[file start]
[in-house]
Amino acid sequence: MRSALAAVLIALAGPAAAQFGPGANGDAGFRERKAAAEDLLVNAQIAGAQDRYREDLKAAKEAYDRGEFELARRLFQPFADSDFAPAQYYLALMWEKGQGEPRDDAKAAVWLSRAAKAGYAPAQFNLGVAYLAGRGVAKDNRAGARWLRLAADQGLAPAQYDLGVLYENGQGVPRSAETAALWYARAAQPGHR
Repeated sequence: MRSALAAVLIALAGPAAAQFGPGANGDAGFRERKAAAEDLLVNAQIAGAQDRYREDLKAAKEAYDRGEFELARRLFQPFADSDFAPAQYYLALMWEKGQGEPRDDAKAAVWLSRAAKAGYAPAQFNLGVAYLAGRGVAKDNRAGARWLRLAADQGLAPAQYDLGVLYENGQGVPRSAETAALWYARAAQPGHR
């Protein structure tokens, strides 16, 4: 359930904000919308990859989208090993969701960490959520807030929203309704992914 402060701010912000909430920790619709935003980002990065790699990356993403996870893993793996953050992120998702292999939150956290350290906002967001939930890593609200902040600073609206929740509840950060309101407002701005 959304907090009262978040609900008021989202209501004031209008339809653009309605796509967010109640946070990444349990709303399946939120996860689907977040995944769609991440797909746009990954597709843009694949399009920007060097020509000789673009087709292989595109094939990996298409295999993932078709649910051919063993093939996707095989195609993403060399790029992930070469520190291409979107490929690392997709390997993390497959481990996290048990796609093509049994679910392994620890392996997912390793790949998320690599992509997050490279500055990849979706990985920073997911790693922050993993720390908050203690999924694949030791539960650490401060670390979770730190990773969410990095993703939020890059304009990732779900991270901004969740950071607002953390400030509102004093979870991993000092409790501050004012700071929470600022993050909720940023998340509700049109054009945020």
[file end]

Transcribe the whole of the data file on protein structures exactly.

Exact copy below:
[in-house]
Amino acid sequence: MRSALAAVLIALAGPAAAQFGPGANGDAGFRERKAAAEDLLVNAQIAGAQDRYREDLKAAKEAYDRGEFELARRLFQPFADSDFAPAQYYLALMWEKGQGEPRDDAKAAVWLSRAAKAGYAPAQFNLGVAYLAGRGVAKDNRAGARWLRLAADQGLAPAQYDLGVLYENGQGVPRSAETAALWYARAAQPGHR
Repeated sequence: MRSALAAVLIALAGPAAAQFGPGANGDAGFRERKAAAEDLLVNAQIAGAQDRYREDLKAAKEAYDRGEFELARRLFQPFADSDFAPAQYYLALMWEKGQGEPRDDAKAAVWLSRAAKAGYAPAQFNLGVAYLAGRGVAKDNRAGARWLRLAADQGLAPAQYDLGVLYENGQGVPRSAETAALWYARAAQPGHR
């Protein structure tokens, strides 16, 4: 359930904000919308990859989208090993969701960490959520807030929203309704992914 402060701010912000909430920790619709935003980002990065790699990356993403996870893993793996953050992120998702292999939150956290350290906002967001939930890593609200902040600073609206929740509840950060309101407002701005 959304907090009262978040609900008021989202209501004031209008339809653009309605796509967010109640946070990444349990709303399946939120996860689907977040995944769609991440797909746009990954597709843009694949399009920007060097020509000789673009087709292989595109094939990996298409295999993932078709649910051919063993093939996707095989195609993403060399790029992930070469520190291409979107490929690392997709390997993390497959481990996290048990796609093509049994679910392994620890392996997912390793790949998320690599992509997050490279500055990849979706990985920073997911790693922050993993720390908050203690999924694949030791539960650490401060670390979770730190990773969410990095993703939020890059304009990732779900991270901004969740950071607002953390400030509102004093979870991993000092409790501050004012700071929470600022993050909720940023998340509700049109054009945020």